The Future of “The Fight Continues”

Just wanted to update, everyone on “The Fight Continues” path forward into the future. We have set up a way to get Veterans, who have made a successful transition back into civilian life, nationally certified as a Peer Mentor. Then assist the veterans on setting up their Fire Team of Help/ Volunteers to start finding our struggling veterans. Each Peer Mentor is given the “Fire-Team Plan” to help them form their team. Then they can track down there fellow brother and sister down to get them into a week long Transitional Program at no cost to them. At these programs they find themselves again. The change that occurs to these lucky few veterans that graduate one of the Transitional Programs is something hard to put into words. They have a sense of Hope Again! The lives of our Combat Veterans over the last 10+ years have been one of continued sacrifices. Please Donate Any amount of Money to Help us save our generation of War Heroes!, $5-$10-$1,000,000…….Anything.Donate to “The Fight Continues”

We don’t limit the scope of our help to our fellow Brothers and Sisters. We handle each Veteran’s transitional needs on a case by case basis. This helps us to make sure that we address all aspects in there difficult transition back to civilian life.

We also are having our Mentors going to Veteran Court, to help Mentor the Veterans that have got into legal trouble due to not been taught how to deal with there PTSD, or TBI. Also getting the court system to order the Veteran in legal trouble to attend one of the Transitional Programs. There is an estimated 200,000-240,000 GWOT Veterans in the Justice System. Also an estimated 24,000 GWOT Veterans are currently homeless.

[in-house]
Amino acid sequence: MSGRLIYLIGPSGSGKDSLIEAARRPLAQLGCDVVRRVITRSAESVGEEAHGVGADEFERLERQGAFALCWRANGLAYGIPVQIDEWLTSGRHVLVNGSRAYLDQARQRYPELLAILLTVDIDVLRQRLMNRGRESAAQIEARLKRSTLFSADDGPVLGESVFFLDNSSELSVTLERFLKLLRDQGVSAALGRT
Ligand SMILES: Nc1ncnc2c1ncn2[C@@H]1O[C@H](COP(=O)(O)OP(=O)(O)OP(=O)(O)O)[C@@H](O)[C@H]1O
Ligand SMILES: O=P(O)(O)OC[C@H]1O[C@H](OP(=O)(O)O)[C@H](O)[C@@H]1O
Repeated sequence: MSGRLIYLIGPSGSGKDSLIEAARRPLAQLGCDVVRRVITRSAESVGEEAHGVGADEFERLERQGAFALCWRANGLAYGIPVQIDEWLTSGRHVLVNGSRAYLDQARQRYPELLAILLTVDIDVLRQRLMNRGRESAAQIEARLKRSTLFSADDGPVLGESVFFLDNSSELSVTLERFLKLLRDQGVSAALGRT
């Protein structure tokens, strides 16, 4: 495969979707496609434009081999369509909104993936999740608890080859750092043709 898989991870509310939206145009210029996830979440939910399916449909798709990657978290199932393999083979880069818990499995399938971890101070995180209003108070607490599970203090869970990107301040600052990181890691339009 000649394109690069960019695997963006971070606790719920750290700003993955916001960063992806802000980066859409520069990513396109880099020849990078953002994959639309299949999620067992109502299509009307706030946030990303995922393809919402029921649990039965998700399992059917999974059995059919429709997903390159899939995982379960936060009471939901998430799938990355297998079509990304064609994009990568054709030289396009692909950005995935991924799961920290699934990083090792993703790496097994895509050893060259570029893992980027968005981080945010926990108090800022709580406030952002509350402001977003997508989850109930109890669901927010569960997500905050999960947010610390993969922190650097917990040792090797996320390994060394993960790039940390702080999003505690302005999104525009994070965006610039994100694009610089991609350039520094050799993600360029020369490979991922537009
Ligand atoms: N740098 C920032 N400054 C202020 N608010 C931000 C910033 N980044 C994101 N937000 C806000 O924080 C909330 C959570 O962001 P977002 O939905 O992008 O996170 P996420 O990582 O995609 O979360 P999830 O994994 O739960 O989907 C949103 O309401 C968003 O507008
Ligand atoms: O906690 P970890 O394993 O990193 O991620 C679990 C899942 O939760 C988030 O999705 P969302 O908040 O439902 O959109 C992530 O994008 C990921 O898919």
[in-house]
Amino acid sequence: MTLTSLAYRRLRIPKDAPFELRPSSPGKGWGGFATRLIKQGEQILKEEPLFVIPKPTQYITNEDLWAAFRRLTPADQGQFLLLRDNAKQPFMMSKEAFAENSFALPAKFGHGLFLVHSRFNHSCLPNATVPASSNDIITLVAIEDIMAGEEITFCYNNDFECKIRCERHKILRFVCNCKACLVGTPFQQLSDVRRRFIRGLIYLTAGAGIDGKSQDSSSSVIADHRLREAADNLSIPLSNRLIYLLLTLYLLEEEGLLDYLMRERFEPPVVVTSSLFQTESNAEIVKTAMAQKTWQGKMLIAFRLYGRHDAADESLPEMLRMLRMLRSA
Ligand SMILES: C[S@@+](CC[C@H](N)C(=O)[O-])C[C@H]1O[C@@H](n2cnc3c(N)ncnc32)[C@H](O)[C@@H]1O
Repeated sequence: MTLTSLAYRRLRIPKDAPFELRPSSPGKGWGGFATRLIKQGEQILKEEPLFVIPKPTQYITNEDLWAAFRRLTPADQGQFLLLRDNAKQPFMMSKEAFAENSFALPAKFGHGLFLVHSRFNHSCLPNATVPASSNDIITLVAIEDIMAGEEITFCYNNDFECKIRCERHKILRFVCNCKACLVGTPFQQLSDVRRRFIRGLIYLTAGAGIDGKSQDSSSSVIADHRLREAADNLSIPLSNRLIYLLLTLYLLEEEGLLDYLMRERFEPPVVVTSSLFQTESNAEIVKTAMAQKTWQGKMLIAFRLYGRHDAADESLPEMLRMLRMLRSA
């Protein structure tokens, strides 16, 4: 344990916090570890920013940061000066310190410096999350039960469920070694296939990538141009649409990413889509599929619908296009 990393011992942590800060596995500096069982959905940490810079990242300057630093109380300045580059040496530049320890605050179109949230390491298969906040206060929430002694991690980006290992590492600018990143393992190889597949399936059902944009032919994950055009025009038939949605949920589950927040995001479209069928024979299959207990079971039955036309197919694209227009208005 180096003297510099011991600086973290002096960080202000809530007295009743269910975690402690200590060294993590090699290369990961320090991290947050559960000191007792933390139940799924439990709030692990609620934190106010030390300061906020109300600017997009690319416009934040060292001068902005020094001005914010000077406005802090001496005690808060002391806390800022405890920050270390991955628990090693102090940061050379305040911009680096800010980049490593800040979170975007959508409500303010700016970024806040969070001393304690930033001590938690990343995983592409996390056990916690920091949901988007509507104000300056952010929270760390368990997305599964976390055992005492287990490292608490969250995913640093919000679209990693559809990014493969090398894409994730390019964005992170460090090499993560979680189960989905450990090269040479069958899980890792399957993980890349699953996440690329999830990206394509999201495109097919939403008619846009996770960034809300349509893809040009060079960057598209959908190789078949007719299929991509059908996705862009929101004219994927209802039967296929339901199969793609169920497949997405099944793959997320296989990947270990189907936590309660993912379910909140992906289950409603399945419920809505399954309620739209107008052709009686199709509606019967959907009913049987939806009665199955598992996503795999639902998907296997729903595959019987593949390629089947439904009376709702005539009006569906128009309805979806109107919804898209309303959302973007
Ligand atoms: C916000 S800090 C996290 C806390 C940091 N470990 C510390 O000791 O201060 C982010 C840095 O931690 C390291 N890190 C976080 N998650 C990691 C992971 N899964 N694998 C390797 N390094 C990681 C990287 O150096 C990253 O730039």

We need your help to make sure that we are able to go save our fellow Brothers and Sisters lives. We are losing 22-26 Brothers and Sisters every single day.

On a Personal Note, I have had six brothers of mine choose suicide and one recently within the last ninety days. We are in desperate need of Donations so we can travel to these Veterans house as soon as we are alerted by the public. In the case of my last brother, who chose suicide to end the suffering he had endured for every American, he reached out to me a couple days before his death. We talked for a couple hours. I knew he was in a bad state, and needed his fellow brothers and sisters in arms to come to his rescue. He did not know any other Combat Veterans in his area, so he isolated himself in his apartment and reached out to me after he had spiraled down into a deep depression. If I would of had the money, to travel the 1,300 miles to pull him out of his suicidal mindset; save his life. I obviously would of done that. That facts are that we desperatly need your Help/Donations so we can save our Nation’s Heroes. Our two Veteran Volunteers/Founders have spent well over $40,000.00 of there own families money because they have faith that the American People will rally around us. Below is our Mission Statement. Thank You for Reading this letter all the way through. God Bless